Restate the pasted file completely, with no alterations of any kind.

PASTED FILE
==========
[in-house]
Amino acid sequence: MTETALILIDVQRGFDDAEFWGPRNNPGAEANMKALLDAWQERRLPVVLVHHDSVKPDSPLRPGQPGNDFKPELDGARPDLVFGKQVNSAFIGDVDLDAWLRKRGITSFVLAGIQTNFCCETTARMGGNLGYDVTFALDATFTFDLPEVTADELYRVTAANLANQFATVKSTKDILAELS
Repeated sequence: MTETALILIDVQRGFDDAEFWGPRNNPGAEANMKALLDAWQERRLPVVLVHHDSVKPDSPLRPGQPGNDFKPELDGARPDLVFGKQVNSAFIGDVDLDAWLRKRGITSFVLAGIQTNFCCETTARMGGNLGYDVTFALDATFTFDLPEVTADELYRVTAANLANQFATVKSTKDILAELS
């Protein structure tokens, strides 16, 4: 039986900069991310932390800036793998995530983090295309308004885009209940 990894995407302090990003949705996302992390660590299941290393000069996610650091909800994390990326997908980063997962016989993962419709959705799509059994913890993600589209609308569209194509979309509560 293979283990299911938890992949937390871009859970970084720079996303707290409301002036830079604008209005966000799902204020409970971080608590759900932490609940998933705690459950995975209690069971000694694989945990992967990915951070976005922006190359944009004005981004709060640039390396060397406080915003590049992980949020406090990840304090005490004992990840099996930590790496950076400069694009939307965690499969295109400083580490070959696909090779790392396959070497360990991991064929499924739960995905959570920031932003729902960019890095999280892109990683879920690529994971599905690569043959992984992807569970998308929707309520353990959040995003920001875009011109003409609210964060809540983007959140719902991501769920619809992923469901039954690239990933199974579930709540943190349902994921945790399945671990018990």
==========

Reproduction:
[in-house]
Amino acid sequence: MTETALILIDVQRGFDDAEFWGPRNNPGAEANMKALLDAWQERRLPVVLVHHDSVKPDSPLRPGQPGNDFKPELDGARPDLVFGKQVNSAFIGDVDLDAWLRKRGITSFVLAGIQTNFCCETTARMGGNLGYDVTFALDATFTFDLPEVTADELYRVTAANLANQFATVKSTKDILAELS
Repeated sequence: MTETALILIDVQRGFDDAEFWGPRNNPGAEANMKALLDAWQERRLPVVLVHHDSVKPDSPLRPGQPGNDFKPELDGARPDLVFGKQVNSAFIGDVDLDAWLRKRGITSFVLAGIQTNFCCETTARMGGNLGYDVTFALDATFTFDLPEVTADELYRVTAANLANQFATVKSTKDILAELS
């Protein structure tokens, strides 16, 4: 039986900069991310932390800036793998995530983090295309308004885009209940 990894995407302090990003949705996302992390660590299941290393000069996610650091909800994390990326997908980063997962016989993962419709959705799509059994913890993600589209609308569209194509979309509560 293979283990299911938890992949937390871009859970970084720079996303707290409301002036830079604008209005966000799902204020409970971080608590759900932490609940998933705690459950995975209690069971000694694989945990992967990915951070976005922006190359944009004005981004709060640039390396060397406080915003590049992980949020406090990840304090005490004992990840099996930590790496950076400069694009939307965690499969295109400083580490070959696909090779790392396959070497360990991991064929499924739960995905959570920031932003729902960019890095999280892109990683879920690529994971599905690569043959992984992807569970998308929707309520353990959040995003920001875009011109003409609210964060809540983007959140719902991501769920619809992923469901039954690239990933199974579930709540943190349902994921945790399945671990018990």